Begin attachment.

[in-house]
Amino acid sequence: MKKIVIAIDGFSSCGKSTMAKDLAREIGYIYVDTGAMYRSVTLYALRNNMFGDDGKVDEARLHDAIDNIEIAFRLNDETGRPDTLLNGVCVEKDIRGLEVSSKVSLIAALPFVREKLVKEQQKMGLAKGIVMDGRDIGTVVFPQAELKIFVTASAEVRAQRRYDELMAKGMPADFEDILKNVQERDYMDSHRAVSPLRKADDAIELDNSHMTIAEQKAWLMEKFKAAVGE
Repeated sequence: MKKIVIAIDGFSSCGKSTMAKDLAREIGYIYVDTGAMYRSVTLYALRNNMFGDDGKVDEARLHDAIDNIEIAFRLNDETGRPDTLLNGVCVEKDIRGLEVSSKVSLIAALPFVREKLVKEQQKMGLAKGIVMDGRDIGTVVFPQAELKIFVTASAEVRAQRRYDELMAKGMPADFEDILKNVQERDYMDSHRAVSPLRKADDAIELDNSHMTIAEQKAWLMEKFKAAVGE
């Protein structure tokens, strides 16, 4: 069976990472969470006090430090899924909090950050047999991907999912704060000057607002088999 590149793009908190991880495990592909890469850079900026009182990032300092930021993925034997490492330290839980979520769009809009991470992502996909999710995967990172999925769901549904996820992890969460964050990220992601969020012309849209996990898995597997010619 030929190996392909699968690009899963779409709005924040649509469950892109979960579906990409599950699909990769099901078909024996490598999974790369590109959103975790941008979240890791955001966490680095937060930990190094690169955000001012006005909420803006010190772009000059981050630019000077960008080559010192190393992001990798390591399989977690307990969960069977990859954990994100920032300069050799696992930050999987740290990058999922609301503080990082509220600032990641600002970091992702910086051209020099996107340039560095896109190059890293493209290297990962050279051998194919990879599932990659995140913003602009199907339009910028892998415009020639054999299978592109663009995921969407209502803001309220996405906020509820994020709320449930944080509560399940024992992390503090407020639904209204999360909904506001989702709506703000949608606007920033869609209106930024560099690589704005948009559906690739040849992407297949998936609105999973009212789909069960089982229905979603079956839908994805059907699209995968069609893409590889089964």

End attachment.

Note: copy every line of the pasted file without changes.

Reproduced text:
[in-house]
Amino acid sequence: MKKIVIAIDGFSSCGKSTMAKDLAREIGYIYVDTGAMYRSVTLYALRNNMFGDDGKVDEARLHDAIDNIEIAFRLNDETGRPDTLLNGVCVEKDIRGLEVSSKVSLIAALPFVREKLVKEQQKMGLAKGIVMDGRDIGTVVFPQAELKIFVTASAEVRAQRRYDELMAKGMPADFEDILKNVQERDYMDSHRAVSPLRKADDAIELDNSHMTIAEQKAWLMEKFKAAVGE
Repeated sequence: MKKIVIAIDGFSSCGKSTMAKDLAREIGYIYVDTGAMYRSVTLYALRNNMFGDDGKVDEARLHDAIDNIEIAFRLNDETGRPDTLLNGVCVEKDIRGLEVSSKVSLIAALPFVREKLVKEQQKMGLAKGIVMDGRDIGTVVFPQAELKIFVTASAEVRAQRRYDELMAKGMPADFEDILKNVQERDYMDSHRAVSPLRKADDAIELDNSHMTIAEQKAWLMEKFKAAVGE
């Protein structure tokens, strides 16, 4: 069976990472969470006090430090899924909090950050047999991907999912704060000057607002088999 590149793009908190991880495990592909890469850079900026009182990032300092930021993925034997490492330290839980979520769009809009991470992502996909999710995967990172999925769901549904996820992890969460964050990220992601969020012309849209996990898995597997010619 030929190996392909699968690009899963779409709005924040649509469950892109979960579906990409599950699909990769099901078909024996490598999974790369590109959103975790941008979240890791955001966490680095937060930990190094690169955000001012006005909420803006010190772009000059981050630019000077960008080559010192190393992001990798390591399989977690307990969960069977990859954990994100920032300069050799696992930050999987740290990058999922609301503080990082509220600032990641600002970091992702910086051209020099996107340039560095896109190059890293493209290297990962050279051998194919990879599932990659995140913003602009199907339009910028892998415009020639054999299978592109663009995921969407209502803001309220996405906020509820994020709320449930944080509560399940024992992390503090407020639904209204999360909904506001989702709506703000949608606007920033869609209106930024560099690589704005948009559906690739040849992407297949998936609105999973009212789909069960089982229905979603079956839908994805059907699209995968069609893409590889089964």